Atmospheric temperature HIRS and AIRS

Atmospheric vertical temperature profiles obtained by infra-red remote sensing from satellites are now routinely used by the meteorological services to augment traditional sources such as balloon-borne radiosondes. The High-resolution Infrared Radiation Sounder or HIRS, which has been in use for many years for this purpose, featured a large number of channels (20) with the highest spectral resolution that can be obtained with interference filters (about 10 cm-1), in order to separate the emission intensities from different parts of the vibration-rotation bands of CO2 at 15 and 4.3 ¡m. These originate from different height ranges in the atmosphere, and permit the reconstruction of a vertical profile of temperature. Crude profiles of water vapour are achieved by the inclusion of three channels in the 6.7 ¡m band of H2O.

The HIRS optical system, like MODIS, uses dichroic beamsplitters to provide three channels in the visible, near-IR and mid-IR, further multiplexing being by means of a single filter wheel carrying two rings of filters. The latest, advanced temperature sounders use fixed-grating spectrometry or interferometry to have large numbers of narrow channels sampled simultaneously. The AIRS (Atmospheric Infra-Red Sounder) on the Aqua spacecraft alongside MODIS measures simultaneously in 2378 spectral channels from 0.4 to 1.7 ¡m and 3.4 to 15.4 ¡m, with a spectral resolution of A/AA «1200, which corresponds to about 0.01 ¡m in the temperature-sounding channels. A diffraction grating disperses the

Track flG. 10.9. The MODIS optical layout. The scan mirror reflects the Earth view into the telescope assembly and a system of dichroic beamsplitters separates the incoming radiation by wavelength into four channels; visible (VIS) (0.412 to 0.551 pm), near-infra-red (NIR) (0.650 to 0.940 pm), short/mid-infra-red (MIR) (1.240 to 4.565 pm), and longwave infra-red (LIR) (6.715 to 14.235 pm).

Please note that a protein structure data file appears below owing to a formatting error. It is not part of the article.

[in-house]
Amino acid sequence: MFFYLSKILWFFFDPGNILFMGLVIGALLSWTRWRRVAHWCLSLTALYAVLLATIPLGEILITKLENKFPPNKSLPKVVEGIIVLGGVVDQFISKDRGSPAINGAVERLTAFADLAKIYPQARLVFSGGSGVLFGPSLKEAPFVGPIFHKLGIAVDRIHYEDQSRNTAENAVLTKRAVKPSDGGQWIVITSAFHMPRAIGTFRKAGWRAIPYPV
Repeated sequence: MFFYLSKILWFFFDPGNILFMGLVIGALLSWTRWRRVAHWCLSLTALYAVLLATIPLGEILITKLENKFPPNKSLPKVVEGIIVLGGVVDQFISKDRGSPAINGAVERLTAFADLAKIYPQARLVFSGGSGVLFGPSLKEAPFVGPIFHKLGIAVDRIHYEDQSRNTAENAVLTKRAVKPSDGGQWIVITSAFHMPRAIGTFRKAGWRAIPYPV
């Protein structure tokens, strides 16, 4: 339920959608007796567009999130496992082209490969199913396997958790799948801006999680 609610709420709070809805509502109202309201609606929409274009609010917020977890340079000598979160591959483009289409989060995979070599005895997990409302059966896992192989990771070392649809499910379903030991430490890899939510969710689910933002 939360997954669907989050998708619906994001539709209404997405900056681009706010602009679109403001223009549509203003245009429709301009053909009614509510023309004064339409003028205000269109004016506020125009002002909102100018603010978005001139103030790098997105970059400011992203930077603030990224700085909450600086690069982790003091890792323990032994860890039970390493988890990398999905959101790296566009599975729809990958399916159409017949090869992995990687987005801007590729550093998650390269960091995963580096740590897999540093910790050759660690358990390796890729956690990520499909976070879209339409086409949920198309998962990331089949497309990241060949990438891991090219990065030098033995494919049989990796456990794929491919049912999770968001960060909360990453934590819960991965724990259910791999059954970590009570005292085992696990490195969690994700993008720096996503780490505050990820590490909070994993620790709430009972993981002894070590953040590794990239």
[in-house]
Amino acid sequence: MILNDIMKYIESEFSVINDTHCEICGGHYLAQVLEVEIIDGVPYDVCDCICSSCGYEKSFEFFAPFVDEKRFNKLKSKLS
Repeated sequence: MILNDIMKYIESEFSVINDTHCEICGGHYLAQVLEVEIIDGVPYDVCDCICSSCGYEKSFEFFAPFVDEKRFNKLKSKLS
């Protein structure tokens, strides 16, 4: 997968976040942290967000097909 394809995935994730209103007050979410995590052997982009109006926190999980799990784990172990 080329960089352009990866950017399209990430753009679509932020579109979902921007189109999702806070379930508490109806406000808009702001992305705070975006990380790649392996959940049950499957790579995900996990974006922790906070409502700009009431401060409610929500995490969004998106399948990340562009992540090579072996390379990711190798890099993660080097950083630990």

Track flG. 10.9. The MODIS optical layout. The scan mirror reflects the Earth view into the telescope assembly and a system of dichroic beamsplitters separates the incoming radiation by wavelength into four channels; visible (VIS) (0.412 to 0.551 pm), near-infra-red (NIR) (0.650 to 0.940 pm), short/mid-infra-red (MIR) (1.240 to 4.565 pm), and longwave infra-red (LIR) (6.715 to 14.235 pm).

radiation from the scene onto 17 linear arrays of HgCdTe detectors on the focal plane (Fig. 10.10), giving 90 simultaneous ground footprints across the flight track of the satellite. Each detector element has a field of view of 1.1°, which corresponds to a spatial resolution at the surface of about 10 km. The detectors are cooled to 60 K by a Stirling cycle pulse tube cryocooler, while the rest of the spectrometer is cooled to 155 K by a two-stage passive radiative cooler to reduce the background flux and achieve the required instrument sensitivity. A scan mirror that makes a full cycle every 2.67 s provides spatial coverage and views of cold space, hot calibration targets and a visible radiometric source. The scan mirror is radiatively coupled to the spectrometer so that it operates at a temperature of 250 K. Since the mirror by definition has a low emissivity, this is cool enough to reduce the flux emitted from the mirror into the instrument to an acceptable level.

The AIRS instrument also includes four visible/near-IR channels between 0.40 and 0.94 pm, primarily for the diagnostics of cloud in the IR field-of-view. Cloud contamination is a major problem for tropospheric sounders: even with the relatively high spatial resolution of AIRS, it has been estimated that only about